Besides formal training, the Soviets increasingly have made use of public communications media to inform the population about the hazards of modern weapons and about protective measures against them. Tn the past



three years the volume of civil defonse propaganda has risen noticeably. Civil defense articles, once confined mainly to civil defense.and military publications, now frequently appear in party and government newspapers thoughout the country. The number of radio andprograms on civil defense procedures has also increased. Even movie theaters are under instructions to show training films as trailers to main features.

Thure is no way to gauge, other than in general terms, the effectiveness of civil defense training in the USSR. Some reports suggest that training still meets with public indifference. Othersthat it has had an undesirable effect, because instructors emphasize the awesome destructivenesn of nuclear weapons rather than tho feasibility of protection against them. Periodically Marshal Chuykov publicly cites various locales, farms, and factories where training is less than satisfactory.

Despite the reported shortcomings, however, the training programs have probably achieved some measure ofonly by sheer weight of repetition and the fact that attendance is mandatory. The discipline and awareness of emergency procedures acquired by the Soviet population could reduce casualtiesuclear war and help the government control tho population.

Staff Training

The Soviets operate an extensive network of staff schools for civil defense training. These schools are attended by party and government officials,and executives and selected personnel from enterprises and farms. They offer courses of ono or two weeks' duration to indoctrinate civilian leaders in their civil defense responsibilities and to train specialists and instructors for tho civil defense system. There now are probablyundred of these schools located in republic capitals and oblast and rayon centers throughout the country.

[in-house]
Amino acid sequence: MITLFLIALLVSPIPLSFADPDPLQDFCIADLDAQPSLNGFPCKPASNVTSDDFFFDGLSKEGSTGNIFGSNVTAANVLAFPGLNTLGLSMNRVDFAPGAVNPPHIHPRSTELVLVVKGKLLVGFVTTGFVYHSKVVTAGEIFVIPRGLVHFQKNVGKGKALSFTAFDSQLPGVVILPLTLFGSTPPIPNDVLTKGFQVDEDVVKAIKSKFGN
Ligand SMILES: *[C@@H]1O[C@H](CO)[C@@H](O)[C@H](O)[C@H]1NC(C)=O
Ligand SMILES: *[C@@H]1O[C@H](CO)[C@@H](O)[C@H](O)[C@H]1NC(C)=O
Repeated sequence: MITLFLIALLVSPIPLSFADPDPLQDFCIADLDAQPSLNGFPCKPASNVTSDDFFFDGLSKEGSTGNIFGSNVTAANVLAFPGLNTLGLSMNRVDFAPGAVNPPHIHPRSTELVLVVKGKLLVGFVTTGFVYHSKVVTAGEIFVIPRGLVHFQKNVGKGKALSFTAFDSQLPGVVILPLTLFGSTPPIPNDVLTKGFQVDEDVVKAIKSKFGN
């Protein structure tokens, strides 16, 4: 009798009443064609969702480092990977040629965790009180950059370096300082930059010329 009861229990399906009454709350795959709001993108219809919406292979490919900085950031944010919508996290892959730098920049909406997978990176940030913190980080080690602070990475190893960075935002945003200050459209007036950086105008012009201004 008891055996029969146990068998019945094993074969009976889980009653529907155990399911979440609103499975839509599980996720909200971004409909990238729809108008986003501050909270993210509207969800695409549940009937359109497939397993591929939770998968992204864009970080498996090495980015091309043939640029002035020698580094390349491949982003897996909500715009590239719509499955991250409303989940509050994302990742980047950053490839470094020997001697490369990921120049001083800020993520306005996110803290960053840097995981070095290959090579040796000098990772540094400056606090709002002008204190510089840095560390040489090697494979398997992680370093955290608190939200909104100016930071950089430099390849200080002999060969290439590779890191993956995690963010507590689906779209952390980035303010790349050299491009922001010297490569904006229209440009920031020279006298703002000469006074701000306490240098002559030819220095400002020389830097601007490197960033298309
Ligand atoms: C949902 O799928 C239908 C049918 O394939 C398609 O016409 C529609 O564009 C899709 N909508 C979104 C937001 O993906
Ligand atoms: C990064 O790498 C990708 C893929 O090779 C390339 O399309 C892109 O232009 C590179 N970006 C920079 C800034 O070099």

The Soviets also operate two civil defense schools for military personnel, both in Moscow. Onehree-year school, opened inhich offers programs leading to junior officer commissions in chemical,and engineering specialties. Its graduatesfirst of whom ara due out inbe assigned to junior staff positions at the various civil defense

headquarters or to command of civil defense units. Graduates of this institution are also eligible to attend any of the other Soviet military academics.

The other military civil defense school is for senior officers. It has been in existence forears. Its alumni probably are assigned as senior staff officers to civil defense headquarters at the various levels of government or the military district headquarters. This institution was located inbefore it moved to Moscow and has been attended by civil defense officials from the East European Communist countries.

Operational Aspects

The Role of Warning

Sufficient warning time is the key to thewith which Soviet civil defense couldcasualtiesuclear war. Blast-resistant shelter is generally not available, andime-consuming process, is presently the principal civil defense measure contemplated for protecting the majority of urban dwellers from tho immediate effects of nuclear attack. Soviet civil defense plans are thus based on an assumptioneneral nuclear war would be precedederiod of international tension or by conventional or limited nuclearthat would allow time to begin evacuation and other civil defense measures.

One example of writings by Sovietssue of

The author

is an advocateore for the USSR that would put lessnuclear weaponsthat the

increased possibility of forewarning was one of the benefits oftrategy. He theorized that the use of non-nuclear weapons at the outset of hostilities wouldountry time to mobilize its armed forces and economy for the nuclear phase..

It is questionable, however, whether the Soviets would take optimum advantage of the forewarningby an international crisis or by limited con-

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ventional conflict. The evacuation of major citieseriod of tension, if detected, could be construed as an escalatory step. It is also an expensive and disruptive operation that the Soviets would probably be reluctant to order unless warning were unmistakable.

On the other hand, Soviet leaders might consider urban evacuationaluable option to exerciserisis confrontation, because it would enable them to demonstrate determination without initiatingof course to save lives if attacks on cities ensued.